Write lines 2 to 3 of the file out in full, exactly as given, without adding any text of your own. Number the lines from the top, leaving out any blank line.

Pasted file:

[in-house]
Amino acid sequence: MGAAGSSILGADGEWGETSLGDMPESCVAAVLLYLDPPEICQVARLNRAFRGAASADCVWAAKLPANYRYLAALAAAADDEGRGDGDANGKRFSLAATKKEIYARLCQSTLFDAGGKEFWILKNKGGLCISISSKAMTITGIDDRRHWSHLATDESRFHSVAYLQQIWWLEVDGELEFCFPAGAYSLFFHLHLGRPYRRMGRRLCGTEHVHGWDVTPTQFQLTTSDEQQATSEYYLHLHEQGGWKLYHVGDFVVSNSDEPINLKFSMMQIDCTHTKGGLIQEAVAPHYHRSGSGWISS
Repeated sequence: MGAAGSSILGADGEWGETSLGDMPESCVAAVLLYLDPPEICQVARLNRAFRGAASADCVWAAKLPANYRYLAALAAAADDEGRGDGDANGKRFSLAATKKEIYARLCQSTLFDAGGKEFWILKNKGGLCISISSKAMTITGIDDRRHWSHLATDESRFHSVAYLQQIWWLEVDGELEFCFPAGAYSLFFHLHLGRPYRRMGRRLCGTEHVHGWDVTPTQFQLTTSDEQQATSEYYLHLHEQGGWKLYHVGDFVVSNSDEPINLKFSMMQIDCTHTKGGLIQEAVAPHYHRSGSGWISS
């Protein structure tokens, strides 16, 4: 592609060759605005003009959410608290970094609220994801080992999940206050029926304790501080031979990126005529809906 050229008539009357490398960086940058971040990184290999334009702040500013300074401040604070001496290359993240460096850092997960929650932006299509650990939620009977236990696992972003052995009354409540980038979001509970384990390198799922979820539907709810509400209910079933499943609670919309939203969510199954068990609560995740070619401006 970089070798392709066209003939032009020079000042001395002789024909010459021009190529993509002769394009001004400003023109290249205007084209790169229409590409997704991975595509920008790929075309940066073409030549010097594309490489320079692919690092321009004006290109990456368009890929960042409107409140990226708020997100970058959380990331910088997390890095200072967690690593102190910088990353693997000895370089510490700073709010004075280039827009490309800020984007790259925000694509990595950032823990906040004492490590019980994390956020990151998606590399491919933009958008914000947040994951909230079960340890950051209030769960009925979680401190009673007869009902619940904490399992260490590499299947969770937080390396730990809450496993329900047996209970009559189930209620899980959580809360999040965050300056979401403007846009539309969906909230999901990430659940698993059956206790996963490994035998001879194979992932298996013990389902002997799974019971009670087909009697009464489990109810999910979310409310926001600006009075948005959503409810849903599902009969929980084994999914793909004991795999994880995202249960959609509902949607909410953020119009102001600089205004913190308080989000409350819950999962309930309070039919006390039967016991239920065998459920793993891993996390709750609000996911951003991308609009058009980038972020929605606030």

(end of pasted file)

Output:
Amino acid sequence: MGAAGSSILGADGEWGETSLGDMPESCVAAVLLYLDPPEICQVARLNRAFRGAASADCVWAAKLPANYRYLAALAAAADDEGRGDGDANGKRFSLAATKKEIYARLCQSTLFDAGGKEFWILKNKGGLCISISSKAMTITGIDDRRHWSHLATDESRFHSVAYLQQIWWLEVDGELEFCFPAGAYSLFFHLHLGRPYRRMGRRLCGTEHVHGWDVTPTQFQLTTSDEQQATSEYYLHLHEQGGWKLYHVGDFVVSNSDEPINLKFSMMQIDCTHTKGGLIQEAVAPHYHRSGSGWISS
Repeated sequence: MGAAGSSILGADGEWGETSLGDMPESCVAAVLLYLDPPEICQVARLNRAFRGAASADCVWAAKLPANYRYLAALAAAADDEGRGDGDANGKRFSLAATKKEIYARLCQSTLFDAGGKEFWILKNKGGLCISISSKAMTITGIDDRRHWSHLATDESRFHSVAYLQQIWWLEVDGELEFCFPAGAYSLFFHLHLGRPYRRMGRRLCGTEHVHGWDVTPTQFQLTTSDEQQATSEYYLHLHEQGGWKLYHVGDFVVSNSDEPINLKFSMMQIDCTHTKGGLIQEAVAPHYHRSGSGWISS